2) Take a different approach – join the HOTBIN composters and be sure of a fabulous batch of compost ready to dig in with you spring planting preparation?

3) Leave it out for the council green waste team to sort out – Oh dear! All that fuel, cost and effort to centrally reprocess it. Taking all that goodness from your soil this year, which means next year it has to be replaced by buying even more fertiliser, that takes even more energy and resources to make?

Composting during the cold autumn, winter and early spring months can  usually be a very slow process. Especially when the temperature falls below 5C, the rate the bacteria work is almost nonexistent. The secret to fast composting is heat – and lots of it. Compost forms 64 times faster at 60C than it does at 10C. If you can keep your waste hot (between 40-60C), it will compost in 20 to 90 days!

There are many help sites that recommend building huge piles (minimum 1X1X1 m3), and then turning them regularly to keep them aerated and hot. But even this technique will struggle in winter as the heat produced by the bacteria is quickly lost to the cold air. (And it requires quite a bit of effort and space too)

This is why so many HOTBIN composters are happy – all the hard work to help support natural high temperature composting is provided by the HOTBIN. As long as you keep feeding it every week with enough waste – it will keep running at 60C. It has been tested and proven even with outdoor temperatures as low as -15C.

Not only can you get rid of all that garden waste, you will also be able to compost all your food waste over winter too.

Now if you were an early HOTBIN starter, your HOTBIN might be full already! If the bottom layer has been in there for 90 days, now is a good time to empty it to make room for your  Autumn garden clear up.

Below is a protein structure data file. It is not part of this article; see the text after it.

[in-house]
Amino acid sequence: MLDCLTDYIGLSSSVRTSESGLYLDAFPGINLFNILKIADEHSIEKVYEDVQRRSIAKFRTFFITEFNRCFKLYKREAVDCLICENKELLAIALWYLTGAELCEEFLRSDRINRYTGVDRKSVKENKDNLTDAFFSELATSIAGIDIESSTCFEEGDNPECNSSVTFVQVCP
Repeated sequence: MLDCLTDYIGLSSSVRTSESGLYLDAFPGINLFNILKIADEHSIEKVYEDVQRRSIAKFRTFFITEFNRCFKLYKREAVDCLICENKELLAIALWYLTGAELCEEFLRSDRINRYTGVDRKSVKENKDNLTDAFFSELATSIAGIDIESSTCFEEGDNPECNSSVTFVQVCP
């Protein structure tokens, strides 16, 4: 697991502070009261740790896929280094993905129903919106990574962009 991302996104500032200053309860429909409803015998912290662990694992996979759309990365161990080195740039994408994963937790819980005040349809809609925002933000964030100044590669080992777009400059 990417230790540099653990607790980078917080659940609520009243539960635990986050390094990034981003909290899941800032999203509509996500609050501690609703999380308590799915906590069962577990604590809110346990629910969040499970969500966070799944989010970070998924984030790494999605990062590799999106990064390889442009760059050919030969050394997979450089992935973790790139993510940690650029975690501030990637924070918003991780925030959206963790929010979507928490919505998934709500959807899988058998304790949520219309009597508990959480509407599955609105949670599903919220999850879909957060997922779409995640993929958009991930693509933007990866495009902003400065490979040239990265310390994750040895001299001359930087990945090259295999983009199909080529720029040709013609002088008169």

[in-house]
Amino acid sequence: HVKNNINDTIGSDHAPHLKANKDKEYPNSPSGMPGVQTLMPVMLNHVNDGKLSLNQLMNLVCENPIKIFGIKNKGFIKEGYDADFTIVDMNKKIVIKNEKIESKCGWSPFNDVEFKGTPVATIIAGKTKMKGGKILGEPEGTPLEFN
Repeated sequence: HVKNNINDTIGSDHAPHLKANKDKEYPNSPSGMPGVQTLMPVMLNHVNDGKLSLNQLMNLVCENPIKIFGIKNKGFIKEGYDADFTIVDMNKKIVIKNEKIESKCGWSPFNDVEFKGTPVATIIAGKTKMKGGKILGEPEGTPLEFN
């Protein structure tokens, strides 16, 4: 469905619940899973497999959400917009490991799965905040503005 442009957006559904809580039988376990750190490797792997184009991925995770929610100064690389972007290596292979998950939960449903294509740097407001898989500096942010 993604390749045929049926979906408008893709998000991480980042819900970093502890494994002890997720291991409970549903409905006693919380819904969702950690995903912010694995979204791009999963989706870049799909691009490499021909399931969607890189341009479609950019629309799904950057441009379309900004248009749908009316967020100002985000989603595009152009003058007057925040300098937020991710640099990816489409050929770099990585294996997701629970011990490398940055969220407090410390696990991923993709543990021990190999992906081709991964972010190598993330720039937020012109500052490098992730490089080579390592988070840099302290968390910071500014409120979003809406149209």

It is always best to shred as much as you can (the smaller the pieces, the larger the surface area, the easier it is for the bacteria). Now if you don’t own a shredder  then you can always use your lawn mower!.

Now you are ready to fill up HOTBIN to the top and get it back up to 60C .

If you have a large garden you may still have too much waste . So the best thing is to store it in pop up bag or on another heap. Remember to keep it covered to protect  it from the rain. Where possible we suggest you store bags on stones/gravel so water drains out and some air can get in through the holes in the bottom.

You can add the excess waste every 4 days (about 20 litres 10 cms depth). As the ‘waste pile’ gets colder and older, reduce how much you add each week – But keep adding your food waste! (The bacteria need some easy to digest waste to keep the temperatures at HOT composting levels between 40-60C).

Keep going until all autumn waste is gone.

As soon as you start to collect a lot of autumn leaves – check out the ‘composting autumn leaves post’ as you need to tweak the recipe to hot compost leaves.

Remember the key to keeping it HOT is a BALANCE of ‘easy to digest waste’ made up of green stuff, food waste, plus shredded office paper’ (which creates heat quickly) with the hard to digest woody cuttings (heat released slowly), or partially composted waste (energy depleted).

Why not take up the challenge – find out what others have experience by visiting our product reviews at www.hotbincomposting.com. Explore more about how it works by looking at our extensive ‘how to compost’ database, for example our ‘principles of hot composting’ article.

The HOTBIN is a simple design that helps maximise what nature does by bringing together the right conditions to make HOT composting easier. It does this by providing effective aeration between the bottom air inlet plate and the air outlet rotating valve, removing excess water through the valve as steam and allowing you to control the rate of heat loss.